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Cloverleaf Jewelry / Fake people

1 United States Review updated:

My mother enjoys browsing new jewellery. She's done well for herself and her outward appearance shows her financial success. I've been with her a few times in "Cloverleaf Jewellery, " White River Junction, Vermont.

The store owner always graciously comes over and welcomes us (her) into the shop. "Good afternoon! How may I help you today?!" Her eyes light up at the thought of a big sale.

My mom purchases BIG stuff - the kind of jewellery that costs as much as a new car. She calls it an "investment."

Interestingly enough, when I shop there myself, I'm less than respected. The owner doesn't recognize me as "Mrs. so & so's" son. The most recent visit was a test after I shared a less than pleasant Cloverleaf experience with my mother.

I intentionally went dressed in everyday civilian clothes, and sure enough - I couldn't get the time of day. The woman approached me as if I were there to shoplift.

What she didn't realize is that her arrogant approach was captured on a hidden camera to prove to my parents what was happening there.

Mom's always felt respected as a person in their shop until she saw the way this woman spoke to me. Never again will she spend another cent in Cloverleaf Jewellery. She's shared the video with friends as well, who also no longer shop this store.

Discriminatory profiling happens everywhere. Ask a car dealer. Ask a jeweller. They know what they do everyday. If you look average, you get treated as such - if you look wealthy, you get the red carpet every time.

Wealthy people are hidden amongst everyday citizens. Sometimes a "common-man" isn't as he appears.

Shame on you, Clover Leaf Jewellers, WRJ, VT.

Mom wanted to see for herself, so she went the next week to have an expensive ring appraised. Of course the owner welcomes her back and appraises her diamond ring on the spot. She sent me by myself the following week, with the identical ring. What happened next?

You guessed it... with camera's rolling the woman explained she did not have time for that sort of thing, but if I paid her $100 I could come back in a week.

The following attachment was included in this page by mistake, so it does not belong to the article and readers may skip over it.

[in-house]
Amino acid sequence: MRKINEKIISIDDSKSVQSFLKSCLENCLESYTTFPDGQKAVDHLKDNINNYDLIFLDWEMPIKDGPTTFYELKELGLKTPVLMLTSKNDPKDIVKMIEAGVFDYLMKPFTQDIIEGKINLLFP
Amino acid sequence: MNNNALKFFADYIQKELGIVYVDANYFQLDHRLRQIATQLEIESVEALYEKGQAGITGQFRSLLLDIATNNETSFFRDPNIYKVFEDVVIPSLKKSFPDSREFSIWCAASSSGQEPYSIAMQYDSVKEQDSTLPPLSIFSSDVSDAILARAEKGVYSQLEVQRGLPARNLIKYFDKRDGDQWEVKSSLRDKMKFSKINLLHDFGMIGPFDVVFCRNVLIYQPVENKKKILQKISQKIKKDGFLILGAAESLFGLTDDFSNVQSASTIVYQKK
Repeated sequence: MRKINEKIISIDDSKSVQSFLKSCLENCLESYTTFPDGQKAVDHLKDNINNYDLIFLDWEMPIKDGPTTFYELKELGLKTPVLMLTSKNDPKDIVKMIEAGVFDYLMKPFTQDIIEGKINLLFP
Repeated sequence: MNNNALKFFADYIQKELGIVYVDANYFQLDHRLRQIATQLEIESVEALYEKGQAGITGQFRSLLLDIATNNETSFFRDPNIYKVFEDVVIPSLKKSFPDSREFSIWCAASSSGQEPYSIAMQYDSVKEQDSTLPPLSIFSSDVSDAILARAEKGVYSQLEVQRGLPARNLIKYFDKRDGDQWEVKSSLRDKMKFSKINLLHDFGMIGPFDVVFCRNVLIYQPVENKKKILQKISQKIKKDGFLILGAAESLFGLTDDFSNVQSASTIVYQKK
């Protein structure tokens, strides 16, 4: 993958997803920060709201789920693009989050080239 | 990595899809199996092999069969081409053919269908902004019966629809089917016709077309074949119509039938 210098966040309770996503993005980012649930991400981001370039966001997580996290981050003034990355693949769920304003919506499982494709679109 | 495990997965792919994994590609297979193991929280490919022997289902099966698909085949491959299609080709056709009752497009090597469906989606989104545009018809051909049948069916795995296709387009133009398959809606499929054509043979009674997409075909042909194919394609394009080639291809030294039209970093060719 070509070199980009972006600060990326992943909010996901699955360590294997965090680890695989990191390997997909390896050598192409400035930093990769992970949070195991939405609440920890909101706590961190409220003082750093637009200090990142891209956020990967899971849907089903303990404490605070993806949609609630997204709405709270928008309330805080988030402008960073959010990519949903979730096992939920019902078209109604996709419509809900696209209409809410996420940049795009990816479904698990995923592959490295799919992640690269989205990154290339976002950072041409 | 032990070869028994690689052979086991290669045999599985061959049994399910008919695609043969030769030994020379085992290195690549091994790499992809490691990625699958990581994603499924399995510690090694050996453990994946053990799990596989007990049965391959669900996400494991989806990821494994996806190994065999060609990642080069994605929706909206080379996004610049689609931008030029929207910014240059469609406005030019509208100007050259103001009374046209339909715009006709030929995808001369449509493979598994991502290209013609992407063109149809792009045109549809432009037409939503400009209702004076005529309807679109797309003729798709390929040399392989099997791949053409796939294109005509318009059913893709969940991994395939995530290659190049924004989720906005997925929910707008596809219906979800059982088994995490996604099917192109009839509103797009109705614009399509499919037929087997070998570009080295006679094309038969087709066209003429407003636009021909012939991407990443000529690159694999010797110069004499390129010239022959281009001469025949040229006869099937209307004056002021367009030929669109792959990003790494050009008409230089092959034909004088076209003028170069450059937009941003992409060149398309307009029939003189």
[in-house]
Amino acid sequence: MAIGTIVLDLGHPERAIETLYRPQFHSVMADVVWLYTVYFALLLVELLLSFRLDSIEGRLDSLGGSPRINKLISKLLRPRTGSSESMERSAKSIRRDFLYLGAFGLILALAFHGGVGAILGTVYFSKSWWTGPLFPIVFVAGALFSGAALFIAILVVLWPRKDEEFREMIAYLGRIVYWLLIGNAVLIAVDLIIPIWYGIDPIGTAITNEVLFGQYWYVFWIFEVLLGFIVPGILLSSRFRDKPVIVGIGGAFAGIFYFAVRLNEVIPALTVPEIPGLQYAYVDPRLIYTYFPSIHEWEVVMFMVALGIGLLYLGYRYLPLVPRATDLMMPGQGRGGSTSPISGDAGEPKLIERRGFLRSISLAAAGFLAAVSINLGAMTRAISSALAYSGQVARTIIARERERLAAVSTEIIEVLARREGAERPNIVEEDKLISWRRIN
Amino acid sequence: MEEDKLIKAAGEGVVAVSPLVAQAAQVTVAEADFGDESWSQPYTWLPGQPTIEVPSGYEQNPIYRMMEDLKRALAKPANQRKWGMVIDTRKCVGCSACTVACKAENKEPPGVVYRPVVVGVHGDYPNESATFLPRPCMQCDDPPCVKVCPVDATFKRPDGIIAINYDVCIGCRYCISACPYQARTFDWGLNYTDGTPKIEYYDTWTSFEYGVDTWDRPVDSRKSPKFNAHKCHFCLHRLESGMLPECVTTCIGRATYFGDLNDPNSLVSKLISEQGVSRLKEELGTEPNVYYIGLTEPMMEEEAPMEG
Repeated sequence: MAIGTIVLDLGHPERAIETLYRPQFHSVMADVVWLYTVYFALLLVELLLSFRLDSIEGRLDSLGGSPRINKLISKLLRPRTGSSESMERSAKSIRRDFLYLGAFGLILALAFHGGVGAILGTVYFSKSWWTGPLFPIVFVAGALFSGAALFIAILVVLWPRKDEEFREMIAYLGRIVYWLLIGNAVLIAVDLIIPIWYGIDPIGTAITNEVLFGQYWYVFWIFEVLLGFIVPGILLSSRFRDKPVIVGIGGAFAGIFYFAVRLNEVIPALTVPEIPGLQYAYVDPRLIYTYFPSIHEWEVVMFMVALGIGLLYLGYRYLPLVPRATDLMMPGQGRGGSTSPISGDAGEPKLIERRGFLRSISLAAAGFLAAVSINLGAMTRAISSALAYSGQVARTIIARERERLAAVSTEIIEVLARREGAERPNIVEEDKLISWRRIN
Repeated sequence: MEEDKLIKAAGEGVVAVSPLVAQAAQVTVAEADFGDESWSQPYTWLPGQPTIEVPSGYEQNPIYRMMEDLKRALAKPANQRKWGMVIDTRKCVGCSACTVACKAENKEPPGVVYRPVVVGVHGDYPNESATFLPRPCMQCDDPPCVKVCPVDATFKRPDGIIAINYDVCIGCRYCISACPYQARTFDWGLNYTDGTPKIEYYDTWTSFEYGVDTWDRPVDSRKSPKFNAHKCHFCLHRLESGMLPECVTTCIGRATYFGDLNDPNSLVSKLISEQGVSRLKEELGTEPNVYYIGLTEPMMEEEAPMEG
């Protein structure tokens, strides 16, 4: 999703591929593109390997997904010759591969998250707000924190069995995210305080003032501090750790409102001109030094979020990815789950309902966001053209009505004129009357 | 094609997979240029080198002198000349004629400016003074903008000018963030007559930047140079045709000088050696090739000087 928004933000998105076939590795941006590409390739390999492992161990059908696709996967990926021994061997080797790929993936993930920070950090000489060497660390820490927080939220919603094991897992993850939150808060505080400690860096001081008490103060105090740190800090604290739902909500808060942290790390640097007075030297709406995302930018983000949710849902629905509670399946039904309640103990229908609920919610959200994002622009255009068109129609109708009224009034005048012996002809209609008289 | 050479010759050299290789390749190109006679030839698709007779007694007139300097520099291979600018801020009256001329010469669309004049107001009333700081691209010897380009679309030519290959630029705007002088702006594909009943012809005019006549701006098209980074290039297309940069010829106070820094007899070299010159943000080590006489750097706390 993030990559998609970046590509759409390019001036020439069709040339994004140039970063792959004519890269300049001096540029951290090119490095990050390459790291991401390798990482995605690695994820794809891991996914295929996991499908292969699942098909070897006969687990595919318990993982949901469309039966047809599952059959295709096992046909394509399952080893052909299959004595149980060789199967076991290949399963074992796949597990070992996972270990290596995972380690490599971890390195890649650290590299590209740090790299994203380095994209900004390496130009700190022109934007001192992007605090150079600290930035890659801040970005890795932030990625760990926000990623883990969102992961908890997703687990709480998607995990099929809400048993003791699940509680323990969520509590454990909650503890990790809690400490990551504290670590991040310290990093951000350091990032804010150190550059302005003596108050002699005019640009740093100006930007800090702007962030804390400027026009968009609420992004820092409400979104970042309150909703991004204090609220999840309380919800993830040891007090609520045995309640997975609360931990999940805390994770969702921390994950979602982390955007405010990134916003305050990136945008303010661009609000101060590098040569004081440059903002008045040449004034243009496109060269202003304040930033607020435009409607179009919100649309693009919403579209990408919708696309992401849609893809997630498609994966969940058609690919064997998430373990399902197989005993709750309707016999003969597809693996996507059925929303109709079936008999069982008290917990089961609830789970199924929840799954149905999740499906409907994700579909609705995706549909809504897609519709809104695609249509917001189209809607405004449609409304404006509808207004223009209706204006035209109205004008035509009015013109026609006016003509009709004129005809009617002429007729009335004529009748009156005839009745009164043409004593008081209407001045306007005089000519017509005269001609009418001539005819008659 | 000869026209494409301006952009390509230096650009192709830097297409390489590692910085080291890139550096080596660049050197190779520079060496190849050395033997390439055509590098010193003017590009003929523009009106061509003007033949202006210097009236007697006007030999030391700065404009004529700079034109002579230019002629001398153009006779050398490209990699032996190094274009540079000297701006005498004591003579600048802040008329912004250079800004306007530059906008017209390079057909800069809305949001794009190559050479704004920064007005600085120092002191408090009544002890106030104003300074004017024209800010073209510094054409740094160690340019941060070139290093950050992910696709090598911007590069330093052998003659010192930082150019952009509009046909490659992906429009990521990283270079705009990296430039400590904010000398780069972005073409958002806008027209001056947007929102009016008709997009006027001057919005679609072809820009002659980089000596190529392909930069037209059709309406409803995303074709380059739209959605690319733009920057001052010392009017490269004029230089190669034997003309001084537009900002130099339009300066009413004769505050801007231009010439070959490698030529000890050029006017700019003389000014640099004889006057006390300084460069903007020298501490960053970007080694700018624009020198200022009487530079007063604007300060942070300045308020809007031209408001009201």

Fake people. They won't be fake-smiling at us anymore, that's all I know.

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  • Si
      27th of Oct, 2009
    0 Votes

    I am sorry to hear that you were treated that way by a business in my community. I work, live and shop here and can't believe what I am reading. This is not the way to conduct business. While I am not rich, I also like to invest in fine jewerly. My husband does not like the store, he says that some of it is over-priced junk. I however; have shopped the store, because I like to keep my business in my community. I am no longer going to shop at CloverLeaf. I find what they did disgusting and childish. No matter how I am dressed I should be treated with respect, for I am the customer and the clothes that I work in are the clothes that I should be able to shop in.

    Sick in Vermont

  • Tr
      10th of Jul, 2011
    0 Votes

    Personally, I love the store, and found the staff to be very pleasant every time, and I'm not a big spender or a fancy dresser. Just a friendly person. Besides, you can't "assume" that the owners eyes are lighting up at the thought of a big sale. Most good business owners give their regular customers a little extra attention. That's been common business practice for hundreds of years. Have you ever been a "regular" somewhere and noticed that the staff was always happy to see you when you came in? I think this is a very unfair judgement. Besides if you've ever shopped in the big cities, you'll be lucky to get someone to look at you let alone speak to you if you're not dressed well. It's a GREAT store with tons of neat items that you're not going to find locally.

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